anonymous
  • anonymous
So, I'm doing some homework and the first problem says: Find the general solution of the differential equation. Use C for the constant of integration. dy/dx = 6x + 9/x I thought the answer was 3x^2 + 9log(x) + C, but the website says it is wrong.
Mathematics
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SOLVED
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jamiebookeater
  • jamiebookeater
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jim_thompson5910
  • jim_thompson5910
Is the given DE this? \[\Large \frac{dy}{dx} = 6x + \frac{9}{x}\] OR is it this? \[\Large \frac{dy}{dx} = \frac{6x + 9}{x}\]
anonymous
  • anonymous
It's exactly like that first one.
anonymous
  • anonymous
where did ya get the log from lol

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jim_thompson5910
  • jim_thompson5910
you're very close. It's not a log of base 10, it's going to be a log of base 'e' so you either say \(\Large \log_e(x)\) or you say \(\Large \ln(x)\) the second way is much more efficient
jim_thompson5910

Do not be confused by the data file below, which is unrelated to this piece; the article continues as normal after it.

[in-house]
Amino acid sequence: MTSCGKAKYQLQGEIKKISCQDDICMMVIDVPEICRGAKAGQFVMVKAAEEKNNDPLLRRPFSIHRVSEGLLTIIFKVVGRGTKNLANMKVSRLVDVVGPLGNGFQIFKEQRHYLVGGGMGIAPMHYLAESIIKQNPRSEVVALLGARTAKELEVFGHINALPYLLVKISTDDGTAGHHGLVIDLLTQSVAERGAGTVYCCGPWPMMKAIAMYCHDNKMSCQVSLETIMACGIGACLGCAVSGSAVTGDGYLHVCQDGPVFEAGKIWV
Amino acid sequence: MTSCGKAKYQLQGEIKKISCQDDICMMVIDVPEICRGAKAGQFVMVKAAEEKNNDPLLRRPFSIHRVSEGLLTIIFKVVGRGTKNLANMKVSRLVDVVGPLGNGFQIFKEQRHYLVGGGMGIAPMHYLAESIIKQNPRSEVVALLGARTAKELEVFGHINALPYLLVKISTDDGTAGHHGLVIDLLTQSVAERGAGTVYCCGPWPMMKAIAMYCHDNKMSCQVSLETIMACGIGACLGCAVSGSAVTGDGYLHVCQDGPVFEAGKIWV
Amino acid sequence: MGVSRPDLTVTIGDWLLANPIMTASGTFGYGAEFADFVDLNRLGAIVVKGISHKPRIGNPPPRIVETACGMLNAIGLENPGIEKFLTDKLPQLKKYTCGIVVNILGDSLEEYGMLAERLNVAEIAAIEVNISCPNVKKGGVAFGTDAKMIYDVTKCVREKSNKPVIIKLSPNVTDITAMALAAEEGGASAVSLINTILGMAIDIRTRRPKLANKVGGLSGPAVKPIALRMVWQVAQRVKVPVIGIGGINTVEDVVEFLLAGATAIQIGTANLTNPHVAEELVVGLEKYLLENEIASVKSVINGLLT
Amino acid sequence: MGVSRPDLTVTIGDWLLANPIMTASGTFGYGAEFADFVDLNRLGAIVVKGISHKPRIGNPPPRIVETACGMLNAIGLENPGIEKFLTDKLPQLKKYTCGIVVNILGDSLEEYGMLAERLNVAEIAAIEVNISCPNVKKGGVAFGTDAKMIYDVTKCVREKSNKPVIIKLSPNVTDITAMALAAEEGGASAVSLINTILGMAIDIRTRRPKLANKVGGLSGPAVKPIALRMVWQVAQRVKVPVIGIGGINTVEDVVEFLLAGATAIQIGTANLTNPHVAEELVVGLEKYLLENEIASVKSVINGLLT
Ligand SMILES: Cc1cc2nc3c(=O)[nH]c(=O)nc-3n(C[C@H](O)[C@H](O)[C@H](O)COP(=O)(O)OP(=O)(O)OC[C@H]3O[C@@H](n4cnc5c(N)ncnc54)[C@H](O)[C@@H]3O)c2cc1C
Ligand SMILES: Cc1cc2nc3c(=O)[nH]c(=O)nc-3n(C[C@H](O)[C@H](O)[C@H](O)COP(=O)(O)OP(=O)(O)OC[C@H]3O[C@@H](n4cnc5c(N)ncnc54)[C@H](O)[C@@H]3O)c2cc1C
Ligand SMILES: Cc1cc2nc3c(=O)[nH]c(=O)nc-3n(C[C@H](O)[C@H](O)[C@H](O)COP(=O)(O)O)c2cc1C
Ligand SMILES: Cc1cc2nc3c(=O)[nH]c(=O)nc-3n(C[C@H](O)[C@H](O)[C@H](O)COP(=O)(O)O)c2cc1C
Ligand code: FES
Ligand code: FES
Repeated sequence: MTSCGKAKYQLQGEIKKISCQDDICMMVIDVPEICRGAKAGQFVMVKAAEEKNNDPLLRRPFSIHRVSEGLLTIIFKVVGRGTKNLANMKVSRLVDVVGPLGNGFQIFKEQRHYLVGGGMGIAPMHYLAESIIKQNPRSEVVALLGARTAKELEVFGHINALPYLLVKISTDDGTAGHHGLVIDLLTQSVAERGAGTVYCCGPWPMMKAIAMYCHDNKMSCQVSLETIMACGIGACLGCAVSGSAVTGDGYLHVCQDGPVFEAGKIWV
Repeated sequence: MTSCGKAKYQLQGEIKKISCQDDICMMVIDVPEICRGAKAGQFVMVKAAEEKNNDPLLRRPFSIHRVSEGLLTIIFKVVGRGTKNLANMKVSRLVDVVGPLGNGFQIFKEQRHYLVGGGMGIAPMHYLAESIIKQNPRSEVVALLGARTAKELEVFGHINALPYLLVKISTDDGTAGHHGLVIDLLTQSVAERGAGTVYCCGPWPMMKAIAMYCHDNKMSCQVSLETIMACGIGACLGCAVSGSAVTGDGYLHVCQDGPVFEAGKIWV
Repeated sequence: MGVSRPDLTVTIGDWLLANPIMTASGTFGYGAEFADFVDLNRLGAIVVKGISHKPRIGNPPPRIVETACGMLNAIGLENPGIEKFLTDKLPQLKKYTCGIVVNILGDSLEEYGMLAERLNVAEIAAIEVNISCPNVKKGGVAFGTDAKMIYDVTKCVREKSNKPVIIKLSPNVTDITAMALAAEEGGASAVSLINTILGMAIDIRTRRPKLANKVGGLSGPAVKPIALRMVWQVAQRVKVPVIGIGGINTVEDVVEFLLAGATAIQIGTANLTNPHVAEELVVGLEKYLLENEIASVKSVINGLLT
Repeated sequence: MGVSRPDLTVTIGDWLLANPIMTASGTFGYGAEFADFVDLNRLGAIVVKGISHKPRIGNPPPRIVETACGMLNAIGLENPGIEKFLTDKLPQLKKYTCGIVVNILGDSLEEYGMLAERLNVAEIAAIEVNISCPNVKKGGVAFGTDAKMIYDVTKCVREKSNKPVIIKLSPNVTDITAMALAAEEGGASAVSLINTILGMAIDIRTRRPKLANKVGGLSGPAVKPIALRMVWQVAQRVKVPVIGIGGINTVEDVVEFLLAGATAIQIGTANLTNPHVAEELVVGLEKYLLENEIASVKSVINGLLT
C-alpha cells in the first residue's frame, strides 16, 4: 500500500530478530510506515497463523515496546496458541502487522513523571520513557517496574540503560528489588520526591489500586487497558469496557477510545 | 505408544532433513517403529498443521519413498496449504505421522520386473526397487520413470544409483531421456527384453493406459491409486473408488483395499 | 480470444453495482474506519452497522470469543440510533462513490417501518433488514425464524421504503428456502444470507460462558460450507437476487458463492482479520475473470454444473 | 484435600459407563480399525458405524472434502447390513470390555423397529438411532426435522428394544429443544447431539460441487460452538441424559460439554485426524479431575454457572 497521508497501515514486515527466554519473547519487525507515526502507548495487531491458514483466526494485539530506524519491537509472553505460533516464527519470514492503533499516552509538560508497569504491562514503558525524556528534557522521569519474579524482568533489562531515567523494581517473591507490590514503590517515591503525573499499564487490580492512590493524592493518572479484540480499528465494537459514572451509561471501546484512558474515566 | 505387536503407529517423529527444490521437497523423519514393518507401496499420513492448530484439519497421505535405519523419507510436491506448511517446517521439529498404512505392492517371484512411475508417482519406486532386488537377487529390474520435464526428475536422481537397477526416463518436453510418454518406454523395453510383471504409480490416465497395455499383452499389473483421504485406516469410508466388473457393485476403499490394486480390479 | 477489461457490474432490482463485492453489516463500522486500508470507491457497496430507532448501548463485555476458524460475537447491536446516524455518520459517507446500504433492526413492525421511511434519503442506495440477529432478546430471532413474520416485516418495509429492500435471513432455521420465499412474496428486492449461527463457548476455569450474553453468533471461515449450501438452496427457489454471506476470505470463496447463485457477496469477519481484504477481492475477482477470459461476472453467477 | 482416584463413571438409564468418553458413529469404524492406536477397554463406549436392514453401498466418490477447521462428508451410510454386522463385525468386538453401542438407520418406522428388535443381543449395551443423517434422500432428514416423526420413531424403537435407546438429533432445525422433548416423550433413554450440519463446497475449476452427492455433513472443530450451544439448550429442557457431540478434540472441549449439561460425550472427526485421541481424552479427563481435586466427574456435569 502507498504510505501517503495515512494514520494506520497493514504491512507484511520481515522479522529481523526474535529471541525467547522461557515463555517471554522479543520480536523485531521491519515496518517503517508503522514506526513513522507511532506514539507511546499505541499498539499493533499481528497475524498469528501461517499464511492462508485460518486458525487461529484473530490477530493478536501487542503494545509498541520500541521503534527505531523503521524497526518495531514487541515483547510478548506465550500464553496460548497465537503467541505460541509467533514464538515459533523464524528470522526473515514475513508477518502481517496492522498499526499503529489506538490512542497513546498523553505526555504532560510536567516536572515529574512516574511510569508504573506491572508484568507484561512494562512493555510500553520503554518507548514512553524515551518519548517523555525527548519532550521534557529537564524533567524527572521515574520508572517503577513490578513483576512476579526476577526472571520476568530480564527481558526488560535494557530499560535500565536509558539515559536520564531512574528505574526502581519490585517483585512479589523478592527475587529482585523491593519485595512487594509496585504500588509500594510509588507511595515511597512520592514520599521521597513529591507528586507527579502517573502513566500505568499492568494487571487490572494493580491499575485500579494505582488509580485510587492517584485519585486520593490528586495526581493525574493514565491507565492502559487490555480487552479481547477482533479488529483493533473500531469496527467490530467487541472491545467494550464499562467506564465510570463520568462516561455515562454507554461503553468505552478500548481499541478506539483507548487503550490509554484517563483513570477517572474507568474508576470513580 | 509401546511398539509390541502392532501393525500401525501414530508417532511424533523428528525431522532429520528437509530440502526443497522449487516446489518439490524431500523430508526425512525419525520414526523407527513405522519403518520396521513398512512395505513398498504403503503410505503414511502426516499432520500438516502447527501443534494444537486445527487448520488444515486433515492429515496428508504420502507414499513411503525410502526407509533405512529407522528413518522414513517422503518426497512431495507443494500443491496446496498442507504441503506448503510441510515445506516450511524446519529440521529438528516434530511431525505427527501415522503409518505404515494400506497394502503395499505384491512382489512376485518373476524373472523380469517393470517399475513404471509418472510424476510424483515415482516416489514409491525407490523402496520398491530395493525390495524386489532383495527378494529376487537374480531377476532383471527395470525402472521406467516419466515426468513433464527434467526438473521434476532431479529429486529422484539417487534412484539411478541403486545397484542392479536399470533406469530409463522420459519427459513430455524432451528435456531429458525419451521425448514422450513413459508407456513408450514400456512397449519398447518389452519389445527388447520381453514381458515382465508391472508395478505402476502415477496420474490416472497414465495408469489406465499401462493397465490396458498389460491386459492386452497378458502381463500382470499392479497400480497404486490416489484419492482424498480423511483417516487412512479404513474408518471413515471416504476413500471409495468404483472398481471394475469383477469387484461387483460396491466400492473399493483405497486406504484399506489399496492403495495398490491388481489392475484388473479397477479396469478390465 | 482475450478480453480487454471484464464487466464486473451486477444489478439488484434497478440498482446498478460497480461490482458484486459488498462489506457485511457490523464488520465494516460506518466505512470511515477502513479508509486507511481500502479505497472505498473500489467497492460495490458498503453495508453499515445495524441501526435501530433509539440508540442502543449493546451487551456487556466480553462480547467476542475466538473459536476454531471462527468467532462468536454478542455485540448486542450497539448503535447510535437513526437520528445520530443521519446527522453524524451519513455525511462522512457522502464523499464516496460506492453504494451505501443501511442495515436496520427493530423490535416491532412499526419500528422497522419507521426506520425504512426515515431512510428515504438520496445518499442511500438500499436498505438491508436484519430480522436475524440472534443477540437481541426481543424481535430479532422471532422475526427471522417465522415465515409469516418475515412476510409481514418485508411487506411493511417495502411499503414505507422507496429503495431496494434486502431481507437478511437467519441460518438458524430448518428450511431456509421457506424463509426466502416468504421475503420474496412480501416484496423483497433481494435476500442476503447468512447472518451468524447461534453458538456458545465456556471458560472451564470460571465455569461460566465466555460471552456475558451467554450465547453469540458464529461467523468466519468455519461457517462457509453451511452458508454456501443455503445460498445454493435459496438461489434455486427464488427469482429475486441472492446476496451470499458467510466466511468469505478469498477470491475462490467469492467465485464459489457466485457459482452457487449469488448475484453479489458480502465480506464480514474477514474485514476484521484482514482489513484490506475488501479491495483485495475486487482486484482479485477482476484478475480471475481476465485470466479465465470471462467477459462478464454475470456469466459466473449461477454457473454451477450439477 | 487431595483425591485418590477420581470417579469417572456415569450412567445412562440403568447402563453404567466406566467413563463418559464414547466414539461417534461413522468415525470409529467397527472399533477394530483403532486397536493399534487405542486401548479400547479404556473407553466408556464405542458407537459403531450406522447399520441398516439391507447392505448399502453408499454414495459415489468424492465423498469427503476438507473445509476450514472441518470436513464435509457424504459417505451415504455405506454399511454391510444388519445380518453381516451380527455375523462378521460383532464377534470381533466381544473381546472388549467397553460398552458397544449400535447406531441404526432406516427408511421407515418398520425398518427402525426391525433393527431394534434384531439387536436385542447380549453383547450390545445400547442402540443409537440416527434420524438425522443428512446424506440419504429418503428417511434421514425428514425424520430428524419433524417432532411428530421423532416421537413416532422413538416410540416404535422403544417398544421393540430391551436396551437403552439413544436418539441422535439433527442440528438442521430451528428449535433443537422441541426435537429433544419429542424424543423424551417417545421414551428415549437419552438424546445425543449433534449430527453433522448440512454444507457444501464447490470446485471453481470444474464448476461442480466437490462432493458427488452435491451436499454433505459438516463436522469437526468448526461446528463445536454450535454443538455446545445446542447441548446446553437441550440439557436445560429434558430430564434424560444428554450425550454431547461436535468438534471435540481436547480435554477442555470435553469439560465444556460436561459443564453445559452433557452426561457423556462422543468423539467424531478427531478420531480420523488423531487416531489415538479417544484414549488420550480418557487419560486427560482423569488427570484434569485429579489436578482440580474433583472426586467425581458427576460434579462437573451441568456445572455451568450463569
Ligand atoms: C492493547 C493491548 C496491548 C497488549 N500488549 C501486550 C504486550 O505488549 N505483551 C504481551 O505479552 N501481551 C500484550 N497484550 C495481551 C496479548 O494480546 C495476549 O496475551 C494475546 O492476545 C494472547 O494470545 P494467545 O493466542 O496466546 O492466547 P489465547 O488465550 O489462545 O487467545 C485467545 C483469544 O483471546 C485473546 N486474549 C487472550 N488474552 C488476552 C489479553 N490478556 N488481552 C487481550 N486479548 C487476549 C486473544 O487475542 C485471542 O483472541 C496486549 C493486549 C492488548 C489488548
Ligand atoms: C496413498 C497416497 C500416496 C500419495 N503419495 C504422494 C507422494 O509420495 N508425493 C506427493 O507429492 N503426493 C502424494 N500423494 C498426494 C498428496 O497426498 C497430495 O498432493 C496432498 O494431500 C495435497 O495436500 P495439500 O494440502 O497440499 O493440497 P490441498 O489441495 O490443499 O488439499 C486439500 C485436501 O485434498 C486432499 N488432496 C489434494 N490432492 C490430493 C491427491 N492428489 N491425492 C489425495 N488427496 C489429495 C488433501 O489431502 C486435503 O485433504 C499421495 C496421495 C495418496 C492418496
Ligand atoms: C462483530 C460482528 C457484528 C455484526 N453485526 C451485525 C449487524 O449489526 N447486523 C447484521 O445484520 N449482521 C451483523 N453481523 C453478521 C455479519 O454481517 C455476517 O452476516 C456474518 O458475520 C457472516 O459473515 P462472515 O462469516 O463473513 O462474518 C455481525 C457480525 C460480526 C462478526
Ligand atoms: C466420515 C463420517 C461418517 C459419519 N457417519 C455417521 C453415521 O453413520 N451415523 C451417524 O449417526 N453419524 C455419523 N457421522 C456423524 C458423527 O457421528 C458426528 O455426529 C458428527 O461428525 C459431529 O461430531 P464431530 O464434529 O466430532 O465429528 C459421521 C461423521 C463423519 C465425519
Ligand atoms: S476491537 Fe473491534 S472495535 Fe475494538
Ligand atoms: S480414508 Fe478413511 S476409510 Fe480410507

• jim_thompson5910
@magepker728 \[\Large \int \frac{1}{x}dx = \ln(x)+C\]
anonymous
  • anonymous
I tried ln(x) in my answer as well for my second attempt and it said that was wrong, too. I looked at the book and I'm pretty sure I have the right idea, but maybe I'm messing up that 9/x part of the problem.
jim_thompson5910
  • jim_thompson5910
well keep in mind that the domain of ln(x) is x > 0 so maybe they want you to restrict x to be positive only. One way to do that is to use absolute value ie \[\Large \int \frac{1}{x}dx = \ln(|x|)+C\] where x is nonzero
jim_thompson5910
  • jim_thompson5910
sorry, I meant "restrict the argument of the natural log to be positive only"
anonymous
  • anonymous
Oh, I hadn't thought of absolute value, but that makes sense. So I would answer with \[\ln(\left| x \right|)+C\]or is there more to the answer than this?
jim_thompson5910
  • jim_thompson5910
yeah I'd answer it as \[\Large 3x^2 + 9\ln(|x|) + C\] I don't think there's anything more
anonymous
  • anonymous
That was the correct answer. I guess I was pretty close, but I had forgotten about absolute value. Thank you for the help.
jim_thompson5910
  • jim_thompson5910
no problem

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